In Plainer Terms: It's about the disturbed state of the participant, not about the official.

Defining Abuse: Verbal or physical abuse of officials can comprise a wide variety of bullying tactics and unwanted aggressive behavior that might include force, a threat, intimidation, or attempt to dominate. It can be a player who hurls personal insults, a coach who threatens to call one's assigner or supervisor, to throwing equipment, kicking dirt, threatening remarks such as "I'll see you in the parking lot," and anything in between.

A firm boundary is vital to stopping abuse.
How to Deal with Abuse - Outward Action: The first response is to set boundaries and put a stop to the abuse. Nearly all sports' rules books delineate "abuse of official" as an unsportsmanlike act that merits some measure of discipline. Whether it's a formal warning, minor penalty, unsportsmanlike foul, technical foul, misconduct, disqualification, ejection, or game misconduct, the various rulebooks all establish that abuse is unacceptable. Severe or repeated abuse may call for removal from the game. To ensure physical safety (in the event of intimidation or threats), it might be necessary to consult game management or even call the police. Severe physical abuse, assault, or battery of officials always calls for an arrest.
Related Link: Ejections - What and Wherefore? Standards for Removal from the Game.

Penalty for abuse might include ejection.
As I previously wrote, officials exist to enforce the rules so that each team has a chance to thrive in a fair and balanced environment. An unsporting or abusive coach who engages in tactics meant to tip the scales to as much as 51% to 49% has committed an unsporting act of attempting to change the rules or their enforcement so as to create an unfair advantage for his/her team. Some participants simply don't care how they win, as long as they do win, in a "the end always justifies the means" approach. Some are less nefarious in their intent, while others simply want to see how far they can push their luck. Officials exist to ensure that "the means" stay within the confines of the rules.
Related Post: Crew Consultation - Importance of the Call on the Field.

Furthermore, we can all take a page from Tumpane's book and apply it to the ballpark or arena, striving to be better crew-mates through praise, encouragement, and actively striving to strengthen the bonds of kinship and camaraderie both on and off the field. Before, during, and after a game, officials are often other officials' only friends.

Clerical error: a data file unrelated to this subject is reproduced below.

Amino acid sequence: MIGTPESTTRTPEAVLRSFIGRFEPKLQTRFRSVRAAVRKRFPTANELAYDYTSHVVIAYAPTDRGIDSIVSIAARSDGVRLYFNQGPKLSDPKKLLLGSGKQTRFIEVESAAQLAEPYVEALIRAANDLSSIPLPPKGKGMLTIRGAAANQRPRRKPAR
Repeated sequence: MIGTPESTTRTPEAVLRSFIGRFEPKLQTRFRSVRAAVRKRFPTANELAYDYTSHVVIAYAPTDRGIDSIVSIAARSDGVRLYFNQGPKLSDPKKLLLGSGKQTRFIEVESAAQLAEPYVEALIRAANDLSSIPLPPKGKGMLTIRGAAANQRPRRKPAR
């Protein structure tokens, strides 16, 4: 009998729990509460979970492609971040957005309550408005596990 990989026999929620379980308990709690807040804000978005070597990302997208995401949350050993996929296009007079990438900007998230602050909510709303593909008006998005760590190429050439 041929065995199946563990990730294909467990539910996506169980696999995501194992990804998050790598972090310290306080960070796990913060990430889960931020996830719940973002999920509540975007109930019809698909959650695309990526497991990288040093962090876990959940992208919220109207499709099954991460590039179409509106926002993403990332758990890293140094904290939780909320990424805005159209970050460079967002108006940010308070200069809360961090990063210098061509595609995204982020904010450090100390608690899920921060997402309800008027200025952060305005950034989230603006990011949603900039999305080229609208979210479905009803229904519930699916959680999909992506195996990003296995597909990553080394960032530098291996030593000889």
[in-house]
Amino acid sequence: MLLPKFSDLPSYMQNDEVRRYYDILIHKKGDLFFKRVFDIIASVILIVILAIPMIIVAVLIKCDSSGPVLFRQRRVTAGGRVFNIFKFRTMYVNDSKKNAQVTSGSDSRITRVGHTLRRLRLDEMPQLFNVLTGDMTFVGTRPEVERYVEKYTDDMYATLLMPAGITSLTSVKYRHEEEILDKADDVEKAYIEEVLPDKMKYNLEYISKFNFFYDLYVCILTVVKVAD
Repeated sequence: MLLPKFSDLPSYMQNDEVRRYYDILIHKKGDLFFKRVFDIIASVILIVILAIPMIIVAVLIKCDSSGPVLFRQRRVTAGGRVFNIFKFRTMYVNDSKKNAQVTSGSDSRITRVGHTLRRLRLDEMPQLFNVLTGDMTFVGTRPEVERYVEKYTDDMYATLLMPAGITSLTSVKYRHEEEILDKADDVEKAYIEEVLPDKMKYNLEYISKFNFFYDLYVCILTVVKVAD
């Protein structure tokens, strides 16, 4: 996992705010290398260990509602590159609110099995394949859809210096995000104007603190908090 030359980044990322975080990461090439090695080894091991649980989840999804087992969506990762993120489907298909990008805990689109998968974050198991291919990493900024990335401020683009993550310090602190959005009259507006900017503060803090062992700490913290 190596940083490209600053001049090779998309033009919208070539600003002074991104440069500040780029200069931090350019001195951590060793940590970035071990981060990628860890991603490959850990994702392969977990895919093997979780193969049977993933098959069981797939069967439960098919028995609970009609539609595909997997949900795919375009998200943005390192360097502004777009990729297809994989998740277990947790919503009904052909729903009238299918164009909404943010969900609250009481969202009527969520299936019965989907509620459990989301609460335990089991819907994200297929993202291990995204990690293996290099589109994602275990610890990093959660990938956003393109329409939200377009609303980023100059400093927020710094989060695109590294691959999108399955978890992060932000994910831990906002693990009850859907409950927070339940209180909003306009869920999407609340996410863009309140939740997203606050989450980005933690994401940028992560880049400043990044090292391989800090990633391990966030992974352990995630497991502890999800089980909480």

Tim Timmons has had enough.
How to Deal with Abuse - Inward Action (Self-Talk): Although the aforementioned logic might help to depersonalize the abuse, regaining control of one's feelings during an abusive episode is another story entirely. Bullies are not pleasant no matter how wrong they are, and there is a real psychological toll on the official that goes farther than the logical brain.

Prior to conflict, learning the basic principles of self control—the ability to subdue impulses in order to achieve longer-term goals—will help later on when an incident does occur. In an abuse situation, the impulse is the self-critical emotional one, while the longer-term goal is simply to exit the situation in a healthy mental state.

Depersonalization—becoming a detached observer of your self or situation—when employed sparingly and strategically during an abusive episode may provide even further perspective to sterilize the abuse. Just be sure the strategy is a conscious short-term decision and not a routine way of conducting business. Dissociation is one of Vaillant's neurotic defense mechanisms, which, when taken to an extreme, is not healthy. HOWEVER, the humor that may result is a healthier strategy.

Farrell looks ridiculous yelling at a calm ump.
Understanding the presupposition that the abuser's claim of bias is wrong, that the discipline being imposed is a just step called for in the standard enforcement of a rule, or that the abuser is just upset because a call didn't go his/her way are all potential self-talk actions that could take the wind out of an abusive comment or action's sails.

Like any skill, willpower (the ability to exert self-control) becomes stronger with practice, so, yes, something as silly as sticking to a diet or finishing a work assignment instead of watching TV increases the willpower skill. Working on willpower helps to mediate not just impulse, but other emotions, which comes in handy during an abuse situation by giving the official the upper hand in sitting with, and then parsing through, unpleasant emotions. Mindfulness, meditation, and similar techniques also have the opportunity to contribute to this presence skill.

Even Jeff Kellogg can't believe Fredi's guff.